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The Bald Eagle . Michael Thomas. Let’s talk a little taxonomy!. Bald Eagle (Haliaeetus leucocephalus) Subfamily “Buteo”…..denoted by broad, rounded wings, heavy body, and broadly fanned tail. Also included are some of the hawks, (Red-Tailed, Broad Winged) and the Golden Eagle.

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the bald eagle

The Bald Eagle

Michael Thomas

let s talk a little taxonomy
Let’s talk a little taxonomy!
  • Bald Eagle (Haliaeetus leucocephalus)
  • Subfamily “Buteo”…..denoted by broad, rounded wings, heavy body, and broadly fanned tail.
  • Also included are some of the hawks, (Red-Tailed, Broad Winged) and the Golden Eagle.
  • Family “Accipitridae”….or Accipiters
biology and life history

Biology and Life History


Feeds mainly on fish, but will scavenge and take other prey, such as fawn deer or other birds

Can attain a wingspan of 90”
  • And a height of 42”
  • Adults can weigh between 25 and 30 pounds, although a slight percentage of females may get a little heavier (an Alaskan specimen weighed 32 ½ pounds)
  • Live 20-30 yrs.
  • Can see 3-4 times better than people
  • Breeds at 4 yrs of age, but may be 5, when full adult plumage is reached.
  • Mating occurs December through February, with eggs laid in late Feb. or early March.
  • Male and Female both incubate
  • Usually hatch in 34-36 days
  • Young sprout feathers at 4-5 weeks, leave nest at 9-12 weeks
  • Mate for life, but if a partner dies, a new mate will be selected
  • Mated pairs may not reproduce every year
  • Have spiraling dance for courtship
nest selection
Nest Selection
  • Nests are used year after year by breeding pairs
  • The largest nest of any bird in North America…….nests grows larger yearly with the addition of new material….may weigh hundreds of pounds…..with nests up to 2 tons recorded
  • Usually found in tall trees associated with shoreline, but will use cliff faces if appropriate ledges are available
  • Are NOT tolerant of human activity
  • Very territorial
Very few natural predators
    • Large size and top of the food chain
    • Man???

Horned and Snowy owls may take some young birds


All of the continental U.S. and most of Canada, ending southerly along the Rio Grande river

In Kentucky, most pairs nest along the Ohio and Mississippi rivers. But some are located at Land Between the Lakes, Rolling Fork River, Rough River Lake, Yatesville Lake, and Laurel River Lake

Migrating Eagles are seen across the state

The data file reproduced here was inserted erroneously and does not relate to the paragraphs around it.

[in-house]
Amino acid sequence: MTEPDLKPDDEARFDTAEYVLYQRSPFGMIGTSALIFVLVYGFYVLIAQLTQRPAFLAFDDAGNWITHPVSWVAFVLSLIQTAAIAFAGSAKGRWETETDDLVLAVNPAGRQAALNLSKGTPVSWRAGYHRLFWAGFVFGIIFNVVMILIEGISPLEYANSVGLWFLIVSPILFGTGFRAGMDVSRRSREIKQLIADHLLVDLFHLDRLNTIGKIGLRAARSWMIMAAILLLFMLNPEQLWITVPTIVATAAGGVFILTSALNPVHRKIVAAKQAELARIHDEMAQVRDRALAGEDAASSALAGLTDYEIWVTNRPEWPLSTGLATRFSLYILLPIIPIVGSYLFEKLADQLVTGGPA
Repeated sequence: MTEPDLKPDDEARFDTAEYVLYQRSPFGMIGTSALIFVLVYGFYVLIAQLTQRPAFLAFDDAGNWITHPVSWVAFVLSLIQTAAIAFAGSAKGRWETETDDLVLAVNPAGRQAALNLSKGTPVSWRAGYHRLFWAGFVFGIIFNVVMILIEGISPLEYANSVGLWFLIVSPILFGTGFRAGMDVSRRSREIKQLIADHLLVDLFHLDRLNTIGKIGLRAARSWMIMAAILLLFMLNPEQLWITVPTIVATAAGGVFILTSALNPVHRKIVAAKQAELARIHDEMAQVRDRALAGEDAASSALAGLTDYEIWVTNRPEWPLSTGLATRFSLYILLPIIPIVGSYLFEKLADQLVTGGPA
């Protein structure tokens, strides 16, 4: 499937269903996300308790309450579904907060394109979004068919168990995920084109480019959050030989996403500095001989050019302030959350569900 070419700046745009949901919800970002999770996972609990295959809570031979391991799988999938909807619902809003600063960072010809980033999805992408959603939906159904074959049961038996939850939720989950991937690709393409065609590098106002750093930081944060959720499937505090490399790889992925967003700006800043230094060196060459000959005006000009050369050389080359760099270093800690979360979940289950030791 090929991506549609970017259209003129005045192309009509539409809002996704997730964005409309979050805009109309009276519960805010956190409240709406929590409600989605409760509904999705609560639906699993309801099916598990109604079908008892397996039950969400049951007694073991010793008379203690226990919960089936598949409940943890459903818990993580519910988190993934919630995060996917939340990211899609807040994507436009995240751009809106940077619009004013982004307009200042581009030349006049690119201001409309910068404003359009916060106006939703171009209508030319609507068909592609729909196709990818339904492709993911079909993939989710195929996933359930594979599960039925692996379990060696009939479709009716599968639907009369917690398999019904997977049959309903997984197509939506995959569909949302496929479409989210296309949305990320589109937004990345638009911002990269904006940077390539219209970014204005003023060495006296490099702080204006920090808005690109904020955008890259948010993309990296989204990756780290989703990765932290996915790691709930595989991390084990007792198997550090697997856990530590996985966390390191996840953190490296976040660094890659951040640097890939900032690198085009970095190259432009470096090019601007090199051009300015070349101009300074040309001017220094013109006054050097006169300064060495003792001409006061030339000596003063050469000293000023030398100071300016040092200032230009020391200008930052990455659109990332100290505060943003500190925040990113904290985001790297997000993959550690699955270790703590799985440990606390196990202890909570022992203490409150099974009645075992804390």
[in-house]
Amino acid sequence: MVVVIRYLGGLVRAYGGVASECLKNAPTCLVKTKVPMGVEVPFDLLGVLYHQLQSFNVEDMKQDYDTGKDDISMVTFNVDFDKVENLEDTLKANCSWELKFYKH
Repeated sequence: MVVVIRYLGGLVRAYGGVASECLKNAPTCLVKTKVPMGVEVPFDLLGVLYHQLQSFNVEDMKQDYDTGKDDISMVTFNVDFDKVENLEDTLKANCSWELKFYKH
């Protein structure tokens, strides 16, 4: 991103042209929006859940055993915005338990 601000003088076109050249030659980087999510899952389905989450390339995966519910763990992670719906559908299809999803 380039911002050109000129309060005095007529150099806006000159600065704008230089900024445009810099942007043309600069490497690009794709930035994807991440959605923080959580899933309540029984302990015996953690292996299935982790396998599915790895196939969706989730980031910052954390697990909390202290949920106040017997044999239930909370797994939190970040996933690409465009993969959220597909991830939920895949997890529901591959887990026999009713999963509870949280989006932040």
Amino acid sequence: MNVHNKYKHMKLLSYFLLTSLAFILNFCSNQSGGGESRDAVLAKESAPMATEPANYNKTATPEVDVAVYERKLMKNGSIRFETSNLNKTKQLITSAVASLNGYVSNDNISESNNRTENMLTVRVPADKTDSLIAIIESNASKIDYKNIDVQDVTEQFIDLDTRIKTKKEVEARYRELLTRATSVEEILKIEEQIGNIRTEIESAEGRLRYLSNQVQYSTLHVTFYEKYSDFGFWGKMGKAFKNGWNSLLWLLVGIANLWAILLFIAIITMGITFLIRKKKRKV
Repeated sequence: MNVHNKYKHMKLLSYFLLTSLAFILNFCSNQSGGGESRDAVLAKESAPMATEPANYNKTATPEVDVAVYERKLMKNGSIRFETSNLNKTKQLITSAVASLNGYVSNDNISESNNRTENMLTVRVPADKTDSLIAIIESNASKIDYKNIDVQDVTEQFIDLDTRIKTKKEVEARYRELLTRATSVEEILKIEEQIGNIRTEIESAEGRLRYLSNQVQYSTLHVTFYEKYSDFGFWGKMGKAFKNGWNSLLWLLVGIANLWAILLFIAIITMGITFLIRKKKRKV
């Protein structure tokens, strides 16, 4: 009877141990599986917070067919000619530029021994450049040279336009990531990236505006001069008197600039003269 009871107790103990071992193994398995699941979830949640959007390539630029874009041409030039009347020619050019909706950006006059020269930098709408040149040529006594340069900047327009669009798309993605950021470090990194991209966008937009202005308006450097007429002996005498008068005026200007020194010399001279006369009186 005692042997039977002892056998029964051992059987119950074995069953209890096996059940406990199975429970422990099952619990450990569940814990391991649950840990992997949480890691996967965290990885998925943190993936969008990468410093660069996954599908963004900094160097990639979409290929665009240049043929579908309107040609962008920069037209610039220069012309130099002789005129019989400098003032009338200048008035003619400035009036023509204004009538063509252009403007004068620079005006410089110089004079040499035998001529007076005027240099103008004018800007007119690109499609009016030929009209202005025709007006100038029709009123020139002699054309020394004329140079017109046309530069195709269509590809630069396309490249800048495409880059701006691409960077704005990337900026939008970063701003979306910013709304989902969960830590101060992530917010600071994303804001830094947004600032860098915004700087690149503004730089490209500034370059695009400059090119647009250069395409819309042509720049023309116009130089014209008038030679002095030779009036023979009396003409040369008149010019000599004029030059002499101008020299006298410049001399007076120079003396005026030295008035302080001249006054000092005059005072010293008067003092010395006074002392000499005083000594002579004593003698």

Are associated with wetlands because riverine, lucastrine, and palustrine systems have proven to be the primary habitat selected for


Interior continental eagles migrate south to the central and southern U.S.

Coastal and Great Lakes eagles usually do not migrate….more feeding capability due to no ice-up

  • MAN!!!
    • Shooting takes em’ out……$1000 a bird
    • Habitat loss…..let’s build some condos and a golf course
    • Chemicals…..pretty apples
    • Disturbance…..dang tourists
what seems to have been the problem
What seems to have been the problem?
  • First survey conducted in 1963 to assess the population. Why so long??
  • Revealed that there were less than 500 breeding pairs left in the wild.
    • Lacey Act
    • Migratory Bird Treaty Act
    • Bald Eagle Protection Act
things were lookin grim
Things were lookin’ grim!!

1978- listed as endangered in 48 states

Threatened in five (Wisconsin, Minnesota, Michigan, Washington, and Oregon)

Less than 250 “territories” were identified in 1977

DDT was the chemical of choice for Agriculture and had been for a decade

restoration efforts began
Restoration Efforts Began
  • The U.S.F.W.S. initiated Eagle recovery measures
    • With E.S.A. comes habitat acquisition
    • Habitat protection…….anywhere they build a nest is pretty much now a sanctuary
    • Total protection?? That sure is a pretty head-dress there chief.
    • Established recovery regions…..
recovery regions and their goals
Recovery Regions and their goals

Chesapeake recovery region: 300-400 nesting pairs w/1.1 young per pair for 5 years

Northern recovery region: 1200 breeding territories w/1.0 ypp

Pacific recovery region: 800 breeding territories w/1.0 ypp

Southeast recovery region: 600-800 nesting pairs w/1.1 ypp

Southwest recovery region: 300-400 nesting pairs w/1.0 ypp

did the protection and mgt work
Did the protection and mgt. work?

2239 breeding pairs in 1987

2680 in 1989

3747 in 1992

4712 in 1995

Iowa had 35 pairs in 1995 compared to 1 in 1985

things are lookin better
Things are lookin’ better!!!

All goals were met in 1992

The Bald Eagle was de-listed to Threatened status Aug. 12 1995

5500+ breeding pairs at that time

Population steady or growing in all recovery regions at the present…….except for the southwest

How could have restoration efforts been so successful?
    • Politics
    • Huge media campaign
    • NPO involvement
  • And this led to……
    • Ban on DDT and a closer look at other pesticides, fungicides, etc.
    • Increased public awareness of endangered specie biology (Think about just how important the Bald Eagle may be in that respect alone)
    • Increased biological awareness of the impacts of man-made chemicals
let s sum it up
Let’s sum it up
  • The Bald Eagle population is in much better shape than that of just a couple decades ago. (late 70’s)
  • The plight of the Bald Eagle was very important in the fact that it awoke the public to the drastic effects of man on the planet (continental loss)
big thanks to
Big Thanks To……
  • Google
  • KDFWR “AWAKE” program
  • The Audubon Society